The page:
Photo-protection is a key preventative health strategy based on evidence that sunscreens can help to reduce the risk of skin cancers and other skin damage. Avoiding the sun completely is unrealistic for most people, so the regular use of a sunscreen is a useful compromise. Sun exposure is a factor in the development of three types of skin cancers. Basal cell carcinoma, the most common skin cancer, is caused by the exposure to ultraviolet (UV) radiation. It affects fair-skinned individuals with blond or red hair who often burn with sun exposure. Squamous cell carcinoma, the second most common form of skin cancer, is caused by chronic sun over-exposure and is highly treatable when identified early. Malignant melanoma is a less common skin cancer for which sun exposure is the main environmental factor. If found early, the disease has a 90% cure rate; however, if left unattended, it eventually reaches the blood stream or lymphatic system and can lead to death. Used appropriately, sunscreen has been shown to reduce the incidence of skin cancer. Sunscreen products that offer better protection against UVA rays may help prevent drug-induced photosensitization and light-induced or light-aggravated skin conditions.


Ultraviolet Radiation

Ultraviolet rays are responsible for skin damage, wrinkling, premature aging and skin cancer. There are three categories of ultraviolet rays based on the length of the rays. UVA (long wavelength) light is not as powerful as UVB light, however these rays penetrate deeper into the skin. UVB (medium length) rays are more intense during the summer months, primarily affecting the outer layers of the skin. UVB light is the primary cause of sunburn, skin aging and skin cancer. UVC (short wavelength) are the strongest, most dangerous rays; however, they are typically filtered out by the ozone layer before reaching the surface of the earth.


Sun protection factor (SPF)

A “broad spectrum” sunscreen provides protection through the entire spectrum of both UVA and UVB. A “water-resistant” product maintains the SPF level after 40 to 80 minutes of water immersion.

As illustrated below, beyond the basic SPF15, higher SPF products seem to provide minimally stronger UVB protection.

SPF 15 = 93% of UVB rays filtered

SPF 30 = 96.7% of UVB rays filtered

SPF 50 = 98% of UVB rays filtered

Technique is the Success to Sunscreen Protection!

More important than a sunscreen’s SPF, however, is its application. In outdoor tests of SPF, the effectiveness of the products is found to be lower than in the laboratory, which is likely attributable to application factors. In outdoor comparisons of SPF15 and SPF30 sunscreens, SPF 30 sunscreens have shown to provide significantly greater UVA and UVB protection. Note that while an SPF of higher than 50 does provide greater protection, the exact amount is controversial. In Canada, sunscreens with SPF of up to 60 are available.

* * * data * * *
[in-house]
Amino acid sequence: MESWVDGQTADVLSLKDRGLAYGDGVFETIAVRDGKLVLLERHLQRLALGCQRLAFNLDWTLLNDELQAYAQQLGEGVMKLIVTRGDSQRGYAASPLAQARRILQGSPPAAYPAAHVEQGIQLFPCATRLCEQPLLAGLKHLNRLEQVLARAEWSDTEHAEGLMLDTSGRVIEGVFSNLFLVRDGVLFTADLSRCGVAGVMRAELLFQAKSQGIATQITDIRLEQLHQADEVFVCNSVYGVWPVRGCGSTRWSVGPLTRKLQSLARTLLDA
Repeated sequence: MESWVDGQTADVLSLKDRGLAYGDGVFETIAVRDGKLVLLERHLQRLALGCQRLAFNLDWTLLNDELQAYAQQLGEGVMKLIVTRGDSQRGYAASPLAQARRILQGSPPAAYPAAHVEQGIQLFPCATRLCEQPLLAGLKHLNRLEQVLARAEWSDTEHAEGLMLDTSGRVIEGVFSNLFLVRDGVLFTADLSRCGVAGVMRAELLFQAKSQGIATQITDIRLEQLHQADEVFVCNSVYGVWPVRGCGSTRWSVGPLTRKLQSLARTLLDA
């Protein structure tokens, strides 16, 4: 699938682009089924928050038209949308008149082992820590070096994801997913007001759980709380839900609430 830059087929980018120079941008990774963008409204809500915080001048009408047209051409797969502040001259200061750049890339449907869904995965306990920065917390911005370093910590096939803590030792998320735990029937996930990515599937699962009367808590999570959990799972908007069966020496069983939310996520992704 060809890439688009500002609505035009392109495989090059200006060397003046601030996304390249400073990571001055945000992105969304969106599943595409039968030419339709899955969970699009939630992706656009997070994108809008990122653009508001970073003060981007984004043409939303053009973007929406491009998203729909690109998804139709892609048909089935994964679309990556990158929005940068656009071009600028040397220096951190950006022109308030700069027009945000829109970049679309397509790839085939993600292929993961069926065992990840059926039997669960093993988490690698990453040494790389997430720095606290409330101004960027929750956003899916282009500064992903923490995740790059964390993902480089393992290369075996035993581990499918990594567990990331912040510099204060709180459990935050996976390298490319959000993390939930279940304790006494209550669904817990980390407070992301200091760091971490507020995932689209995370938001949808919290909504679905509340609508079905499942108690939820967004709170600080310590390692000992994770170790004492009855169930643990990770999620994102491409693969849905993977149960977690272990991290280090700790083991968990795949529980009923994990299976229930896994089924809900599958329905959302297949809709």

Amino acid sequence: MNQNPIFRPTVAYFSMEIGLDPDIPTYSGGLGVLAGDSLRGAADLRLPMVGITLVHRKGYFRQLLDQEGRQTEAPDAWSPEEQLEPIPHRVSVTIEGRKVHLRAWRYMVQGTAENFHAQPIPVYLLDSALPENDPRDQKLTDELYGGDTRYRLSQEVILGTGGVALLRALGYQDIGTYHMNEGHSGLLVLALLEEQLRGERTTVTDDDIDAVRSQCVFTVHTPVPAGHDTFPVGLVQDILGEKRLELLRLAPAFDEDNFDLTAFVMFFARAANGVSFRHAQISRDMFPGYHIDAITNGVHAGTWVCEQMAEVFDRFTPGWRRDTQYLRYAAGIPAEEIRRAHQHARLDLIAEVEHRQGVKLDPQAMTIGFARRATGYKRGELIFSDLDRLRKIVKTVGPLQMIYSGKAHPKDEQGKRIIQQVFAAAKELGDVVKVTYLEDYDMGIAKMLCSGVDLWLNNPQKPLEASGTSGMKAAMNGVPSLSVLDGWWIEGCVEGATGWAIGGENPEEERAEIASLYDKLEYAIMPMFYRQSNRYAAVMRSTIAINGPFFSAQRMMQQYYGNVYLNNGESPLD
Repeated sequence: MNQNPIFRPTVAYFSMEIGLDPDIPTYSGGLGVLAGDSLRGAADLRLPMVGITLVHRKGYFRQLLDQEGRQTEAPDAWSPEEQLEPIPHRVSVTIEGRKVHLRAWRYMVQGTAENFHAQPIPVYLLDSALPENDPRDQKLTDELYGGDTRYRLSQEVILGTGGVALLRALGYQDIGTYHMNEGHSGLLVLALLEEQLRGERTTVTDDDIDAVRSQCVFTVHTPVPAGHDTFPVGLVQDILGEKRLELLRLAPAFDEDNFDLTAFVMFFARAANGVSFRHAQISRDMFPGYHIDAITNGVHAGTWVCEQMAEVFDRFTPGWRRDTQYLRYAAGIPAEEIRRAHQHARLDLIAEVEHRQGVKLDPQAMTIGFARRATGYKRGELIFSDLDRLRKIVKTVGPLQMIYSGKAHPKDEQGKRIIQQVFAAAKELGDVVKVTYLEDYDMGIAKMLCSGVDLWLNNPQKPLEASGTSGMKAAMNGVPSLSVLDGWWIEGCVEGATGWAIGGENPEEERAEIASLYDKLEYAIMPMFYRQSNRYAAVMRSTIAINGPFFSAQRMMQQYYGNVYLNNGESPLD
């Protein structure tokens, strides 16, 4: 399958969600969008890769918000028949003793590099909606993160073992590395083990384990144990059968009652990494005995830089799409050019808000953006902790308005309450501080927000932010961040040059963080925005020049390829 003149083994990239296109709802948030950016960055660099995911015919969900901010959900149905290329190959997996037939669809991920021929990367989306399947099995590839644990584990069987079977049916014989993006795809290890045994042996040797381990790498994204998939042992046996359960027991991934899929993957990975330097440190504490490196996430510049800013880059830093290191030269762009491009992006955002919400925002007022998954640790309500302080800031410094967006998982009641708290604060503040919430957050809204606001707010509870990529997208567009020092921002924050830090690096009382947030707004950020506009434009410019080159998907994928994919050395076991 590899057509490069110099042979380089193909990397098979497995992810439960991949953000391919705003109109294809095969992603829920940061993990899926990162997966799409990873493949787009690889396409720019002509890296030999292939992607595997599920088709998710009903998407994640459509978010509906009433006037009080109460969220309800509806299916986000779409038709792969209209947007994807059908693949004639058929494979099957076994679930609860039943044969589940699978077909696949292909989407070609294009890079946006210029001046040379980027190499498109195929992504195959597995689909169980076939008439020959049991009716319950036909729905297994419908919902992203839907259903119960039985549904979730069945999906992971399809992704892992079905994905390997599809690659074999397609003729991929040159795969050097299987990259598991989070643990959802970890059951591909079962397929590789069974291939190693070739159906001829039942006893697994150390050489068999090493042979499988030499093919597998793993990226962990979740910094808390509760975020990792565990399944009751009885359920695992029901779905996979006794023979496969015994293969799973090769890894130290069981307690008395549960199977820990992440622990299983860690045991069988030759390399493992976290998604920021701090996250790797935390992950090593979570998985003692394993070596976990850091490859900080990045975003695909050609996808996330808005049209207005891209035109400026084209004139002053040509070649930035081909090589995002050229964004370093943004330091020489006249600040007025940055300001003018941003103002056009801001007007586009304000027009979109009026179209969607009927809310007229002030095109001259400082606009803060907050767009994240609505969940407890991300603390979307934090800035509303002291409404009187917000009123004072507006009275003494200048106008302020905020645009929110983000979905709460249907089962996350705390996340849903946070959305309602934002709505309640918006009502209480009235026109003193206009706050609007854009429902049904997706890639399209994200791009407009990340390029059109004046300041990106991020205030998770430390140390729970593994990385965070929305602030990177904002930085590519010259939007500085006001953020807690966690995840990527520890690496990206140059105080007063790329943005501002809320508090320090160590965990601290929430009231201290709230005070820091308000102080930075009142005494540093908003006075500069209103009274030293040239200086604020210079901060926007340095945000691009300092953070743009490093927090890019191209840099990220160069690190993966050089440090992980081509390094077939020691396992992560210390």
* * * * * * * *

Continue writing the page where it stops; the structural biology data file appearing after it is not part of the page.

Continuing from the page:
It is important that sunscreen users apply the proper kind of sunscreen and one that provides a broad protection from both UVA and UVB rays. Also, individuals do not use nearly enough sunscreen – the correct dosage is approximately a shot glass of sunscreen to be initially applied approximately half an hour before going outdoors. To be properly protected, two to three teaspoonfuls should be applied to each arm and three to four teaspoonfuls per leg. In addition, the product must be reapplied every few hours, especially when swimming, riding, running or playing other sports.

The following are some important tips on the use of sunscreen products:

  • Look for the CDA (Canadian Dermatology Association logo) on sunscreens

  • Use a broad-based sunscreen with UVA and UVB protection, with a minimum sun protection factor (SPF) of 30

  • Apply the proper amount of sunscreen half an hour before going out into the sun and reapply regularly throughout the day – even more frequently if you are exercising in the heat

  • Reduce exposure to the sun’s rays at their peak, particularly between 11:00 a.m. and 4:00 p.m.

  • When taking antibiotics or acne medication it is important to be especially cautious about exposure to the sun owing to an increased risk of photosensitization with these drugs- when in doubt ask your pharmacist!

  • For the best UVA and UVB protection wear a broad-brimmed hat and wrap-around sunglasses

  • Wear clothing that covers and protects as much as possible

  • Look for shaded areas during outdoor activities

  • Even when using self-tanning creams, it is important to apply sunscreen as recommended. The darker skin from self-tanning creams does not provide protection from the sun

  • Check the daily local forecast for “UV ratings” and cover up accordingly.

If you have any questions regarding sunscreens or medication(s) that may make you more sun-sensitive ask your Smith Drugs and Apothecary pharmacist!


Norm Corriveau, B.Sc.Phm.


Drugstore Canada ,“Summer Skincare”, June 2012

Drugstore Canada , “ 2012 Skin Health”, May 2012

Self-Medication, Canadian Pharmacist Association 6th edition

Compendium of Nonprescription Products, Canadian Pharmacist Association, 2011